I believe every Canadian has the fundamental right to breathe fresh air, drink clean water and eat safe food. More than 100 countries worldwide now recognize environmental rights in law. It's time Canada caught up.
A stronger Canadian Environmental Protection Act would better protect Canadians and our environment from toxic pollution, which is estimated to cost the Canadian economy $39 billion annually. If implemented, the federal committee's recommendations would help reduce the costs of pollution, improve health and foster growth of the green economy. More than 20,000 Canadians die prematurely every year because of exposure to environmental hazards, and the total cost of pollution in Canada is more than $100 billion a year. We can't afford not to take action. —Lynne Gordon, Halifax
Mother Earth deserves rights too! To give corporations the right to destroy millions of years of development in the name of profit is obscene. To give them rights above the planet that supports us is crazy and to not protect our future in the name of short-term gain is stupid! The federal government should approve the recommended changes to the Canadian Environmental Protection Act for us and those who come after us!
—Jamie Jackson, Halifax
Stupid war games
On the bus one day recently, I overheard a couple of college kids talking about videogames. This was a World War II "simulation" which allows the player to choose any country which participated in the war, and they were extolling the virtues of how wonderful it is to play as a fascist country such as Italy, Germany or Japan and declare war on a whim. This game was obviously developed by people who were not actually there, do not have a clue and I might even be so bold as to say they flunked history. It seems truly disgraceful that kids these days would get their history lessons from something potentially biased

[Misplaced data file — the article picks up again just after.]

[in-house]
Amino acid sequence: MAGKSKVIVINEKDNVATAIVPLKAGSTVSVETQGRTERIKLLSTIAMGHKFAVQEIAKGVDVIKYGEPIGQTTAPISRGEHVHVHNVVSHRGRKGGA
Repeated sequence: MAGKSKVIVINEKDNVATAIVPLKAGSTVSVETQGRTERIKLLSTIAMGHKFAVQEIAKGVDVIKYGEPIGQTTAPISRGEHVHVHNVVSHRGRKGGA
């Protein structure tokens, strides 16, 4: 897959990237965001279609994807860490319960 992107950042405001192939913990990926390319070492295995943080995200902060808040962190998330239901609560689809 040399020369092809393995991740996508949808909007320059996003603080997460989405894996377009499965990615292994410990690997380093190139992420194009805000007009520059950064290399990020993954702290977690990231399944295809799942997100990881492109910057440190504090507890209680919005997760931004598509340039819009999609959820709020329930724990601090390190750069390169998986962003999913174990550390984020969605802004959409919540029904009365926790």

I am a bit of a game designer myself, and I often find games too disturbing these days; there seems to be few regulations as to what can be produced. As the grandson of Leading Airman Vere M. Brydon, RCAF, a Second World War veteran, I know that these brave men fought for many freedoms, but out of respect, we should never treat war like it is a game or oversimplify it like this. I know Canada often wants the story to be told, but not like this.
I do not mind a little "Koopa stomping" or sometimes blasting robots as you might expect in classical Megaman, but I feel that perhaps this goes too far. I am not big on communism or censorship, but I also feel we do not have to be controversial just to attract attention to ourselves or that we should be in it only for the most money for the least effort. —Allistair Fraser, Halifax
East coast proud
When the Liberals won all 32 of the federal seats in Atlantic Canada, we were told that they would work closely with the region's four Liberal premiers to deliver "real" results. However, after two years in office, it is clear that Conservatives are the only ones fighting for Atlantic Canada.
The Liberals failed to champion the Canadian energy sector, resulting in the cancellation of the Energy East Pipeline; failed to negotiate a new softwood lumber agreement, putting thousands of Canadian forestry workers' jobs at risk; and were completely unable to tell the difference between legitimate tax cheats and hardworking mom-and-pop businesses just trying to make a living. Entrepreneurs in Atlantic Canada and their employees deserve better. This year is going to be critical for Canada, with NAFTA negotiations not showing progress and Donald Trump championing his protectionist policies. Given his track record, Canadians are rightly worried that Justin Trudeau is not capable of delivering for hardworking Canadian workers and business operators at the NAFTA negotiating table.
Atlantic Canadians can count on the Conservative Party to keep fighting for them and for projects and policies that will strengthen our economy. —Hon. Rob Moore, Conservative shadow minister for Atlantic Canada